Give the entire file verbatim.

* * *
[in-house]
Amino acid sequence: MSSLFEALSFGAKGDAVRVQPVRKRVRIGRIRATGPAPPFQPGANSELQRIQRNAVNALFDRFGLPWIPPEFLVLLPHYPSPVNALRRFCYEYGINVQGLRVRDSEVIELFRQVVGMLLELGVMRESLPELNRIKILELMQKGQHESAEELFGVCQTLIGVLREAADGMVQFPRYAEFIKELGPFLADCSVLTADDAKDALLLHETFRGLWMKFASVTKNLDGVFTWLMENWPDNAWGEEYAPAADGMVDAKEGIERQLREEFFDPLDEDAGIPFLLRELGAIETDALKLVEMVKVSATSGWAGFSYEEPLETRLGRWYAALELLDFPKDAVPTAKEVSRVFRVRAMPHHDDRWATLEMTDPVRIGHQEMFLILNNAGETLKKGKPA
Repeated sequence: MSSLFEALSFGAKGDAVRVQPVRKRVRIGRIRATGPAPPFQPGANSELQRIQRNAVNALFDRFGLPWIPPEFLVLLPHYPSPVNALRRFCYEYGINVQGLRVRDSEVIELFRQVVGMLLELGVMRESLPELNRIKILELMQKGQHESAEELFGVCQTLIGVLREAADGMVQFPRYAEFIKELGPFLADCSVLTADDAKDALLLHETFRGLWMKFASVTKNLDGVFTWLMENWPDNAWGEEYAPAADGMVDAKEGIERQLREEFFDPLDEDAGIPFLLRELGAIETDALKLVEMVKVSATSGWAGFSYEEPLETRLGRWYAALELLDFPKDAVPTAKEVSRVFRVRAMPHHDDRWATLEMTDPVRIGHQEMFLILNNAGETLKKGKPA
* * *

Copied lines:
[in-house]
Amino acid sequence: MSSLFEALSFGAKGDAVRVQPVRKRVRIGRIRATGPAPPFQPGANSELQRIQRNAVNALFDRFGLPWIPPEFLVLLPHYPSPVNALRRFCYEYGINVQGLRVRDSEVIELFRQVVGMLLELGVMRESLPELNRIKILELMQKGQHESAEELFGVCQTLIGVLREAADGMVQFPRYAEFIKELGPFLADCSVLTADDAKDALLLHETFRGLWMKFASVTKNLDGVFTWLMENWPDNAWGEEYAPAADGMVDAKEGIERQLREEFFDPLDEDAGIPFLLRELGAIETDALKLVEMVKVSATSGWAGFSYEEPLETRLGRWYAALELLDFPKDAVPTAKEVSRVFRVRAMPHHDDRWATLEMTDPVRIGHQEMFLILNNAGETLKKGKPA
Repeated sequence: MSSLFEALSFGAKGDAVRVQPVRKRVRIGRIRATGPAPPFQPGANSELQRIQRNAVNALFDRFGLPWIPPEFLVLLPHYPSPVNALRRFCYEYGINVQGLRVRDSEVIELFRQVVGMLLELGVMRESLPELNRIKILELMQKGQHESAEELFGVCQTLIGVLREAADGMVQFPRYAEFIKELGPFLADCSVLTADDAKDALLLHETFRGLWMKFASVTKNLDGVFTWLMENWPDNAWGEEYAPAADGMVDAKEGIERQLREEFFDPLDEDAGIPFLLRELGAIETDALKLVEMVKVSATSGWAGFSYEEPLETRLGRWYAALELLDFPKDAVPTAKEVSRVFRVRAMPHHDDRWATLEMTDPVRIGHQEMFLILNNAGETLKKGKPA